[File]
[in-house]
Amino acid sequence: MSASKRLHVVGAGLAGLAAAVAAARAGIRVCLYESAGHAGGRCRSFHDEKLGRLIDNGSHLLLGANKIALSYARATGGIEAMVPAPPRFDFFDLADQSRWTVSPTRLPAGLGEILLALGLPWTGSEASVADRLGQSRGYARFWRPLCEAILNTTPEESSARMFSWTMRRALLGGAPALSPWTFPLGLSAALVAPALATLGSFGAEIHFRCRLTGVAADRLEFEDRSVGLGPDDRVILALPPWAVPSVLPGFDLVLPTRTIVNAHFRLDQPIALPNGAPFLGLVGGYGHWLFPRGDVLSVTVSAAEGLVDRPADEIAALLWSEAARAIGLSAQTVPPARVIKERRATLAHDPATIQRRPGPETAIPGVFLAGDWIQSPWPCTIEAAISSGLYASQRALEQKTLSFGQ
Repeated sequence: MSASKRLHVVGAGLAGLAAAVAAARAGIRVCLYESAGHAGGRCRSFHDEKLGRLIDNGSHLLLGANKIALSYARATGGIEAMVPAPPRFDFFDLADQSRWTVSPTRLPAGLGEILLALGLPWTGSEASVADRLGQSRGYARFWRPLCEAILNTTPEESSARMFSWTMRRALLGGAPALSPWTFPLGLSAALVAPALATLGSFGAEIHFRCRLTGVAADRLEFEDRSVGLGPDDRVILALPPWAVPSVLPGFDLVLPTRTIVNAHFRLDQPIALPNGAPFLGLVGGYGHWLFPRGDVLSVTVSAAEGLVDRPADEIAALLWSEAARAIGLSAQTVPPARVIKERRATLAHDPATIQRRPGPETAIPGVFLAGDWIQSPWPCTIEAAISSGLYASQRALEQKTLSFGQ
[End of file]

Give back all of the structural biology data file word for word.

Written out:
[in-house]
Amino acid sequence: MSASKRLHVVGAGLAGLAAAVAAARAGIRVCLYESAGHAGGRCRSFHDEKLGRLIDNGSHLLLGANKIALSYARATGGIEAMVPAPPRFDFFDLADQSRWTVSPTRLPAGLGEILLALGLPWTGSEASVADRLGQSRGYARFWRPLCEAILNTTPEESSARMFSWTMRRALLGGAPALSPWTFPLGLSAALVAPALATLGSFGAEIHFRCRLTGVAADRLEFEDRSVGLGPDDRVILALPPWAVPSVLPGFDLVLPTRTIVNAHFRLDQPIALPNGAPFLGLVGGYGHWLFPRGDVLSVTVSAAEGLVDRPADEIAALLWSEAARAIGLSAQTVPPARVIKERRATLAHDPATIQRRPGPETAIPGVFLAGDWIQSPWPCTIEAAISSGLYASQRALEQKTLSFGQ
Repeated sequence: MSASKRLHVVGAGLAGLAAAVAAARAGIRVCLYESAGHAGGRCRSFHDEKLGRLIDNGSHLLLGANKIALSYARATGGIEAMVPAPPRFDFFDLADQSRWTVSPTRLPAGLGEILLALGLPWTGSEASVADRLGQSRGYARFWRPLCEAILNTTPEESSARMFSWTMRRALLGGAPALSPWTFPLGLSAALVAPALATLGSFGAEIHFRCRLTGVAADRLEFEDRSVGLGPDDRVILALPPWAVPSVLPGFDLVLPTRTIVNAHFRLDQPIALPNGAPFLGLVGGYGHWLFPRGDVLSVTVSAAEGLVDRPADEIAALLWSEAARAIGLSAQTVPPARVIKERRATLAHDPATIQRRPGPETAIPGVFLAGDWIQSPWPCTIEAAISSGLYASQRALEQKTLSFGQ